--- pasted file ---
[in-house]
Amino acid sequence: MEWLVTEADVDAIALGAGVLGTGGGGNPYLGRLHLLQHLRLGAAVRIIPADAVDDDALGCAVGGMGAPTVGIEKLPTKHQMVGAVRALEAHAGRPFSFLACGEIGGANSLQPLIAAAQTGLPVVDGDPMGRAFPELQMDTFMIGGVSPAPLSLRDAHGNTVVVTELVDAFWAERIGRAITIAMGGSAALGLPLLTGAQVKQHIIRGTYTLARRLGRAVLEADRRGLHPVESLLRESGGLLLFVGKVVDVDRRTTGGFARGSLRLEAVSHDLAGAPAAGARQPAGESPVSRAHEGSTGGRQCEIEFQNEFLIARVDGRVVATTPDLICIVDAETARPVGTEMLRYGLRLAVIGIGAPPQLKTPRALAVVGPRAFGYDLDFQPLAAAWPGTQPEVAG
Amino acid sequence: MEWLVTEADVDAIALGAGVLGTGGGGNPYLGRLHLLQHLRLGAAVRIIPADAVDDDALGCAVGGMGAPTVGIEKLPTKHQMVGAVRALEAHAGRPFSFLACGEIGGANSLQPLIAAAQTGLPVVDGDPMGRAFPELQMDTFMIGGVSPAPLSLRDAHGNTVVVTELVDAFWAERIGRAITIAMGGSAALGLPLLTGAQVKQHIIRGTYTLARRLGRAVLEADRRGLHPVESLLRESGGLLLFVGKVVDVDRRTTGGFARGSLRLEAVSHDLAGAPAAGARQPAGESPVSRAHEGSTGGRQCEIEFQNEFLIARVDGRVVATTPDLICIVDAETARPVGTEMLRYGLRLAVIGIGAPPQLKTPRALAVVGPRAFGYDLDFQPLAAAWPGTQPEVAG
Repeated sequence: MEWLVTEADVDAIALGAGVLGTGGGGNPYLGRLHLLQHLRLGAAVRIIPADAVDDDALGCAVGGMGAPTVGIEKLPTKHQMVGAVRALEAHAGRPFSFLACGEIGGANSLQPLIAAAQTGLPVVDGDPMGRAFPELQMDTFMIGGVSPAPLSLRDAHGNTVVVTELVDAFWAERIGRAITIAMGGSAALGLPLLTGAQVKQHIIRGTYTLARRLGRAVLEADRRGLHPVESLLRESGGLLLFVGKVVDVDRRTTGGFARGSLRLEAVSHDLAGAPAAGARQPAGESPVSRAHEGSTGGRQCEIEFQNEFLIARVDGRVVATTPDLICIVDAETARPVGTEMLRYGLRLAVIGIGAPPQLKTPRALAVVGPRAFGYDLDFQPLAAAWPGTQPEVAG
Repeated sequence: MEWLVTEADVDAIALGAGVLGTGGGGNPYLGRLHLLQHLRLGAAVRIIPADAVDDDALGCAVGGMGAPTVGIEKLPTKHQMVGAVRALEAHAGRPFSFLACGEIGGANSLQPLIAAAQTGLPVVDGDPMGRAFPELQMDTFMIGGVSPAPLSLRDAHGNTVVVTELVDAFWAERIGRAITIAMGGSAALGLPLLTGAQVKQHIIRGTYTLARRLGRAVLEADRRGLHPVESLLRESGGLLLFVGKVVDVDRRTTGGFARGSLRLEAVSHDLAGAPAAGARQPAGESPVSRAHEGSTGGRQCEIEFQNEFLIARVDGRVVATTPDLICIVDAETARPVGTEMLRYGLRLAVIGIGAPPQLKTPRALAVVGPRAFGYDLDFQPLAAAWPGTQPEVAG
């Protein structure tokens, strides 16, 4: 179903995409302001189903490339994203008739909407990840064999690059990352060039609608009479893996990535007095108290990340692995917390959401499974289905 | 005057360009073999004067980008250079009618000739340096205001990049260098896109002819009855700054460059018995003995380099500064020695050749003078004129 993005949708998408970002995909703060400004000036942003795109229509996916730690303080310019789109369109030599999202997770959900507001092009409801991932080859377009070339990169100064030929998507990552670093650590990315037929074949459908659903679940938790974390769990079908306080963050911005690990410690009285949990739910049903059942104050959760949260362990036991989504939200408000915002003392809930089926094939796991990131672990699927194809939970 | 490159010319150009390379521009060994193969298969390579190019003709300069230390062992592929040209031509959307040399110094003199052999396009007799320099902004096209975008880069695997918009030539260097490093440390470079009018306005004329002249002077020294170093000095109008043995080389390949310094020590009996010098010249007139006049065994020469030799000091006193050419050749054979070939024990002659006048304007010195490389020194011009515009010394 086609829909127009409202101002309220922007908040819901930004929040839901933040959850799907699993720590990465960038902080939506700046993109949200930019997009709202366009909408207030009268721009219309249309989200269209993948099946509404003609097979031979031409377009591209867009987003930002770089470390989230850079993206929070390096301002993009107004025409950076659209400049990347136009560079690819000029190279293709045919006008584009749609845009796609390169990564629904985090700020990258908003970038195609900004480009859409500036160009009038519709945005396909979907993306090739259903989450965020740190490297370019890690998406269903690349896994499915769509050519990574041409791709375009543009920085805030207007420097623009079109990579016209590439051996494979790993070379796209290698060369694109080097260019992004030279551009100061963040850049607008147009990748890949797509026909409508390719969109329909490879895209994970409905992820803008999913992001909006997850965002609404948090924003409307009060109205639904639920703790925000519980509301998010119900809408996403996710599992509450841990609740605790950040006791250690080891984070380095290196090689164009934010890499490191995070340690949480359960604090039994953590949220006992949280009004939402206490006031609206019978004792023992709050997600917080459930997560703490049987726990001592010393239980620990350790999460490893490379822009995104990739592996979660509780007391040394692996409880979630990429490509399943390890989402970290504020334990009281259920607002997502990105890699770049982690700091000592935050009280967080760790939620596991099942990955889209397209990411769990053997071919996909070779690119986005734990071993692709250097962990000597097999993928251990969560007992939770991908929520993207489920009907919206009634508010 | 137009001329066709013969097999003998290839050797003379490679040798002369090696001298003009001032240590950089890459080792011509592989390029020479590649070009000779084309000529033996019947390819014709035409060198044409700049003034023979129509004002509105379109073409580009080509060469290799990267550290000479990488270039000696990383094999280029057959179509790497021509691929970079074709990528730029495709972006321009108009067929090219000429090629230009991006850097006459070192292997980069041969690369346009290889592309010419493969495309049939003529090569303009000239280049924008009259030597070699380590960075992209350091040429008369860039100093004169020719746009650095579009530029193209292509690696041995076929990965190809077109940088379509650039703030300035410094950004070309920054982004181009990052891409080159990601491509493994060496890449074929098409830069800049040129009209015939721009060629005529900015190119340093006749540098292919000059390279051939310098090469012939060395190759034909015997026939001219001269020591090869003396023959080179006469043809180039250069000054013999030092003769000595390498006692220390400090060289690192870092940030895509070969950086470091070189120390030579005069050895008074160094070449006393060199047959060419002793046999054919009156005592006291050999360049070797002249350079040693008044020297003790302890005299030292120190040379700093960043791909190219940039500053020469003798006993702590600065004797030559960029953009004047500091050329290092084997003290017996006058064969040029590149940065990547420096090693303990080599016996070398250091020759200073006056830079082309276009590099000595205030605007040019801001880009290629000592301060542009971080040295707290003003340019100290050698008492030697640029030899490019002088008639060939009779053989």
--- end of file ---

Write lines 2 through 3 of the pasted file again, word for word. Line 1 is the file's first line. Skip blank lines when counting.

Amino acid sequence: MEWLVTEADVDAIALGAGVLGTGGGGNPYLGRLHLLQHLRLGAAVRIIPADAVDDDALGCAVGGMGAPTVGIEKLPTKHQMVGAVRALEAHAGRPFSFLACGEIGGANSLQPLIAAAQTGLPVVDGDPMGRAFPELQMDTFMIGGVSPAPLSLRDAHGNTVVVTELVDAFWAERIGRAITIAMGGSAALGLPLLTGAQVKQHIIRGTYTLARRLGRAVLEADRRGLHPVESLLRESGGLLLFVGKVVDVDRRTTGGFARGSLRLEAVSHDLAGAPAAGARQPAGESPVSRAHEGSTGGRQCEIEFQNEFLIARVDGRVVATTPDLICIVDAETARPVGTEMLRYGLRLAVIGIGAPPQLKTPRALAVVGPRAFGYDLDFQPLAAAWPGTQPEVAG
Amino acid sequence: MEWLVTEADVDAIALGAGVLGTGGGGNPYLGRLHLLQHLRLGAAVRIIPADAVDDDALGCAVGGMGAPTVGIEKLPTKHQMVGAVRALEAHAGRPFSFLACGEIGGANSLQPLIAAAQTGLPVVDGDPMGRAFPELQMDTFMIGGVSPAPLSLRDAHGNTVVVTELVDAFWAERIGRAITIAMGGSAALGLPLLTGAQVKQHIIRGTYTLARRLGRAVLEADRRGLHPVESLLRESGGLLLFVGKVVDVDRRTTGGFARGSLRLEAVSHDLAGAPAAGARQPAGESPVSRAHEGSTGGRQCEIEFQNEFLIARVDGRVVATTPDLICIVDAETARPVGTEMLRYGLRLAVIGIGAPPQLKTPRALAVVGPRAFGYDLDFQPLAAAWPGTQPEVAG